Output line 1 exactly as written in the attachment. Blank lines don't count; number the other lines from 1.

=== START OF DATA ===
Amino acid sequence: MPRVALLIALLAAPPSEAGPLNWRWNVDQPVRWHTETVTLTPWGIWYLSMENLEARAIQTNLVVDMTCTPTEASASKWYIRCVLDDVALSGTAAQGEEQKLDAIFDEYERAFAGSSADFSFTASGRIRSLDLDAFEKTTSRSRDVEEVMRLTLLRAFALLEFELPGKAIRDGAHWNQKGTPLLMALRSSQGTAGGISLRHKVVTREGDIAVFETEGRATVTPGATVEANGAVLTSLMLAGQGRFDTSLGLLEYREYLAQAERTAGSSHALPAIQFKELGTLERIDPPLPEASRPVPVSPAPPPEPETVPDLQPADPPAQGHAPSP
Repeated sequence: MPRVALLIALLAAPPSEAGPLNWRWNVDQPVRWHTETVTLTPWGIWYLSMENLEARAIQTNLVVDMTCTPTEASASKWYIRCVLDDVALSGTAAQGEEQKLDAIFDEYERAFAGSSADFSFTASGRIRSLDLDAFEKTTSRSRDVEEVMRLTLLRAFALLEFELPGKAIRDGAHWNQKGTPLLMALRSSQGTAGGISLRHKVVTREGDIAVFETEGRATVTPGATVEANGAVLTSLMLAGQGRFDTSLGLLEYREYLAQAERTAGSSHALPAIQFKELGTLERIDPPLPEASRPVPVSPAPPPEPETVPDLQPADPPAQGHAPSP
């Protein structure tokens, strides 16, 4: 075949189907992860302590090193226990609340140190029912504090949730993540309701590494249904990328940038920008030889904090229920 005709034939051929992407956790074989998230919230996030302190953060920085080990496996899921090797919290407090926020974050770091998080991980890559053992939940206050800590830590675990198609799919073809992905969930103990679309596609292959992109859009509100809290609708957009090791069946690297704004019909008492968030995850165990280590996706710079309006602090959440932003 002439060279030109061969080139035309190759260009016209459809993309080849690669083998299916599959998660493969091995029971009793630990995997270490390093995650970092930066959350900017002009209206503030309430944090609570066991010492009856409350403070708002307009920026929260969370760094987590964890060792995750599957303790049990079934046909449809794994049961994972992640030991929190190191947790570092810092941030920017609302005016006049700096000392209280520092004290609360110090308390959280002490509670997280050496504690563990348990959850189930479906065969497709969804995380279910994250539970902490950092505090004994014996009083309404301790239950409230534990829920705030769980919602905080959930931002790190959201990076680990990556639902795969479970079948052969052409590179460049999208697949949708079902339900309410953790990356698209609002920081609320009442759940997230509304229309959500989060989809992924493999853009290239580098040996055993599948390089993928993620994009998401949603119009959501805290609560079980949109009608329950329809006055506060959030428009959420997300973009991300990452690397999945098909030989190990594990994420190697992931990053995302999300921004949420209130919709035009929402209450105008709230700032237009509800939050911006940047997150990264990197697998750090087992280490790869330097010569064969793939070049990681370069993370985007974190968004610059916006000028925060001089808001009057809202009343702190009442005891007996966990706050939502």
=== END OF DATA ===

Amino acid sequence: MPRVALLIALLAAPPSEAGPLNWRWNVDQPVRWHTETVTLTPWGIWYLSMENLEARAIQTNLVVDMTCTPTEASASKWYIRCVLDDVALSGTAAQGEEQKLDAIFDEYERAFAGSSADFSFTASGRIRSLDLDAFEKTTSRSRDVEEVMRLTLLRAFALLEFELPGKAIRDGAHWNQKGTPLLMALRSSQGTAGGISLRHKVVTREGDIAVFETEGRATVTPGATVEANGAVLTSLMLAGQGRFDTSLGLLEYREYLAQAERTAGSSHALPAIQFKELGTLERIDPPLPEASRPVPVSPAPPPEPETVPDLQPADPPAQGHAPSP